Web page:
• ceramicfundamentalist says:

      interesting – i attended nscad from 1998-2001 and did two courses on these topics. if memory serves one was called “art and entrepreneurship”, and the other “product design workshop”, but i may be wrong there. also, nscad has excellent opportunities for students to market their work before ever setting foot into the professional art world – two examples are the summer art store (which may have turned into a year round thing after i left?) and departmental art sales and fundraisers. These opportunities were light-years beyond those given to student at the three other (canadian) post-secondary art insitiutions i have been a part of. i left nscad with a decent sense of entrepreneurialism and professionalism, and have made it work for myself. perhaps you never availed yourself of these academic and extracurricular opportunities while you were a student?

      i can’t agree more that nova scotia, and for that matter the rest of canada, needs nscad. it is an incubator of art and culture with unquantifiable effect.

  2. James Hare says:

    Hi ceramicfundamentalist,

    I appreciate your response to my post. When I attended NSCAD the art store was just reestablishing itself after being closed I believe. I remember it being a student run facility at the time. Obviously its been a while. I agree that there were courses on business and art. I’d have to check on the product design class and I know that the art and entrepreneurship class did run at least once while I was there. I’m not disagreeing with your point (or excusing myself for not taking this class) that there were options for taking some business orientated courses. I think the biggest complaint I have is that there were business orientated classes. The need for these classes to be specialized and in addition to regular program is the problem. Why hasn’t this business training been integrated fully and appropriately into the regular curriculum? Why have them as separate courses or single specialized classes? If the goal of the school is to train artists isn’t this a fundamental part of being an artist? I’m not saying that what was taught wasn’t very valuable, it was, but the program was incomplete. Every class should have some gearing towards function as NSCADU was supposed to be more a technical college then a theoretical university. I went there to learn skills to become a professional as I’m certain you did as well. No where else offered the degree of hands on training that the art college did, but if that is why it is funded by provincial funding and student tuition, to give potential artists a way into the field then I feel that a lot of money is being misspent. I guess for me the proof is in the pudding. If NSCADU’s program of education was truly effective then more people would be able to continue as artists after graduation. The numbers both from stats Canada and if you dig through the provinces education numbers point to a problem the school is having attaining its stated goals. I hope that NSCADU can adapt and survive the current climate but I worry that the resistance to change inside academic institutions (all universities here) will prove to great to allow for the necessary changes to occur. Thoughts?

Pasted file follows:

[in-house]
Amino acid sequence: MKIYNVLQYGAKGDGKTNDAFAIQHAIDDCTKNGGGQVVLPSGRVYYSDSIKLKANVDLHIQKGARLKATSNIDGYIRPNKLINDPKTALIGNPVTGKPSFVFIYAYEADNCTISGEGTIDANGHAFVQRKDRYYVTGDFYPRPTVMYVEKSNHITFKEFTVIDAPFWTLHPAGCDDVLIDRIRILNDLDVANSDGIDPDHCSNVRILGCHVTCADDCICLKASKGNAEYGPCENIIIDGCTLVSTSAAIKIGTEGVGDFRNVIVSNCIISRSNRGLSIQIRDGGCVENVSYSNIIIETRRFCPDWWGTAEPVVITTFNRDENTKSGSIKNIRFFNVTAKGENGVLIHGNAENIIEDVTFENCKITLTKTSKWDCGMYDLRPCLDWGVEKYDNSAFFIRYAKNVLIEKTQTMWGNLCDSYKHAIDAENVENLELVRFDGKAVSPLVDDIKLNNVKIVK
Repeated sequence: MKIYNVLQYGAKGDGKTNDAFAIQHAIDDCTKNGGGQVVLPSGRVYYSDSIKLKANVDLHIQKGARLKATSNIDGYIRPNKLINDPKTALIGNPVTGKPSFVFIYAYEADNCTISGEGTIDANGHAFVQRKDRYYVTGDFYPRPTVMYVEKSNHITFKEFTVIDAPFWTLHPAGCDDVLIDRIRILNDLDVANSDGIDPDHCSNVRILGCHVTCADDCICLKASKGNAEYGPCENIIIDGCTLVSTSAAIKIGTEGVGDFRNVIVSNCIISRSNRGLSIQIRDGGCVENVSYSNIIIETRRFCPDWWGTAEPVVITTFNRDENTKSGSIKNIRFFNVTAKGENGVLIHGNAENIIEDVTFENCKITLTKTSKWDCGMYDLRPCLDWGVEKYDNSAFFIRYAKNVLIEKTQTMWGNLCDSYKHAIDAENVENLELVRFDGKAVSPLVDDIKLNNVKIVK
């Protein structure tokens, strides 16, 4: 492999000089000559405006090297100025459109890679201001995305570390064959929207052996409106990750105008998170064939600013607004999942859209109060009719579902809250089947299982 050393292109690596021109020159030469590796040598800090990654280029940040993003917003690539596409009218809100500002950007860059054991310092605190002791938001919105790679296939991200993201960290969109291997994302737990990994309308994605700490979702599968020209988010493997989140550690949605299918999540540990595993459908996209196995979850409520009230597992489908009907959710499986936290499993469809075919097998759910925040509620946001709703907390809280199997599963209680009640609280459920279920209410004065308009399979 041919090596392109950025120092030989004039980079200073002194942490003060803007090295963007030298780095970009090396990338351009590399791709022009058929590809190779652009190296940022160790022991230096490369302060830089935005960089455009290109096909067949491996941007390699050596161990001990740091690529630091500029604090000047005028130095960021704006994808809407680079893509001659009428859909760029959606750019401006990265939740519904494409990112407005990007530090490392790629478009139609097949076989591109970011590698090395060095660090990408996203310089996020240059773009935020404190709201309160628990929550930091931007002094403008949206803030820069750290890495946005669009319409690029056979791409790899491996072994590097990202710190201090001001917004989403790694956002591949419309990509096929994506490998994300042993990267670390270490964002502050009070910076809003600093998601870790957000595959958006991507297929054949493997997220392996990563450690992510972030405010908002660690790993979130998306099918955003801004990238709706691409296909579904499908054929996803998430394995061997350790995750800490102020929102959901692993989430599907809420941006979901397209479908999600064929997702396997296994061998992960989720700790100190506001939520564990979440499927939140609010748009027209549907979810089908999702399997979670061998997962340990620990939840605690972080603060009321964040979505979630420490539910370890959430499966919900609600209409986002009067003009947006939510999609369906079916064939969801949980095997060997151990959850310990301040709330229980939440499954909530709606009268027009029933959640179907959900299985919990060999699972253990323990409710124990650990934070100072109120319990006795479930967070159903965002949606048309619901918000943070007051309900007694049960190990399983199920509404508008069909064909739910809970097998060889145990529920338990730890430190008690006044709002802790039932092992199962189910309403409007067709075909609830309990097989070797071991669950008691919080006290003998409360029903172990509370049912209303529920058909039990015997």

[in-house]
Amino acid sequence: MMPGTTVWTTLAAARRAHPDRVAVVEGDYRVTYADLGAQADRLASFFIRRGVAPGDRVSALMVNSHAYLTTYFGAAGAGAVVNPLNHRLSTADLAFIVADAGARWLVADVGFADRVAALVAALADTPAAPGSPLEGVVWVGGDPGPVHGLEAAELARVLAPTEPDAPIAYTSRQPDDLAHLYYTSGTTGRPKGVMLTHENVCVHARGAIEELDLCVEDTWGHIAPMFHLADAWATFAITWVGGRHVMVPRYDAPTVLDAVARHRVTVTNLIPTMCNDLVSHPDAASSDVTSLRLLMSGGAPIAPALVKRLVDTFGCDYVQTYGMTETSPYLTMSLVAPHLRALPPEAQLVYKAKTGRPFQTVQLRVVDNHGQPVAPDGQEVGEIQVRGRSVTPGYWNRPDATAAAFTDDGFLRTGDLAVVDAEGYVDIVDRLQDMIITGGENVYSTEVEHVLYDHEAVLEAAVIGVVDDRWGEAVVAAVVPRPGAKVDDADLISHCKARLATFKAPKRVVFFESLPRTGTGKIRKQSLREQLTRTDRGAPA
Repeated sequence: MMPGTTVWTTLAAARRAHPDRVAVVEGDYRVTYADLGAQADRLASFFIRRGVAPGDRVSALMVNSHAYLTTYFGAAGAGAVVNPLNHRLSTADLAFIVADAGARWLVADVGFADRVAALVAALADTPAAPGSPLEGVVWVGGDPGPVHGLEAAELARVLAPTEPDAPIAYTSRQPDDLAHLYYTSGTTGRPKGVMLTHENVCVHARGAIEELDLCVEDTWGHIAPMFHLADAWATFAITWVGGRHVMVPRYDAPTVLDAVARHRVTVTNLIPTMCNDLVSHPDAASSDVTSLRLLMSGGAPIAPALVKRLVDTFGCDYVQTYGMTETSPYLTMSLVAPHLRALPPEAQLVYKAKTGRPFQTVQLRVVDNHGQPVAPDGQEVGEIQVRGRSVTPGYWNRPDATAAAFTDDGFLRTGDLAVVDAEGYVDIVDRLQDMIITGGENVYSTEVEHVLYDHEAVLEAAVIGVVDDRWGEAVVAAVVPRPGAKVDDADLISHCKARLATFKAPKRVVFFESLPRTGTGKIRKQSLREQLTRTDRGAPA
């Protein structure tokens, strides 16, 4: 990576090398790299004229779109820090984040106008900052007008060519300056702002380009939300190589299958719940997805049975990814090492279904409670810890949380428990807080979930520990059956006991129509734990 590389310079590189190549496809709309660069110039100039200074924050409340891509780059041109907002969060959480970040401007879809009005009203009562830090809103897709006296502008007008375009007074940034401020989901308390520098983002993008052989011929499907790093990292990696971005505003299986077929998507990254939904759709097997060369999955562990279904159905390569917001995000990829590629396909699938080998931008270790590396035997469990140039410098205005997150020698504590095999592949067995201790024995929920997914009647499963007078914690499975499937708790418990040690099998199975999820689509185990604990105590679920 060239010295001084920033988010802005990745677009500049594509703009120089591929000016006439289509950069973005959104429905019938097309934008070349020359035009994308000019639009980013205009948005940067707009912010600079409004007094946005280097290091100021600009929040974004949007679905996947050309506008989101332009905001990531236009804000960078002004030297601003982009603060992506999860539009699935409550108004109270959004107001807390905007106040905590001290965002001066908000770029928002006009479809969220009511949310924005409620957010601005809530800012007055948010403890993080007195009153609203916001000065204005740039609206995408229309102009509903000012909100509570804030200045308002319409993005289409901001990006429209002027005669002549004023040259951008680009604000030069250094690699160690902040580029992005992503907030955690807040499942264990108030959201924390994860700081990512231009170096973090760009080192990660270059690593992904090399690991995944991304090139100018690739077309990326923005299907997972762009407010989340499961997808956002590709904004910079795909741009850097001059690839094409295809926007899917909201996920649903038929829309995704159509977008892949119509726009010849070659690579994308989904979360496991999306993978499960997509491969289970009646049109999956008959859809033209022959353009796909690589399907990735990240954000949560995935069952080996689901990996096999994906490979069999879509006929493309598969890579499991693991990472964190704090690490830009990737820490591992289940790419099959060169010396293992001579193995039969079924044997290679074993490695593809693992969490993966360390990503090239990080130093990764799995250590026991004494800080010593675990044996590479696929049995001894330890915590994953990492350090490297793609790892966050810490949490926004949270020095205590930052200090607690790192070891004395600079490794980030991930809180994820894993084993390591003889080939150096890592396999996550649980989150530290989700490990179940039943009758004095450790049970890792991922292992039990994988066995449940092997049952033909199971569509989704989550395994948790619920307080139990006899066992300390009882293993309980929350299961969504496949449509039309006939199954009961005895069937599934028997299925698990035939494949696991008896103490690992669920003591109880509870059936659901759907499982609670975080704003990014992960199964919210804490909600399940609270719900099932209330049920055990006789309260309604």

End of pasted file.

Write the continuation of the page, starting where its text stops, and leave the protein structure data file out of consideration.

James Hare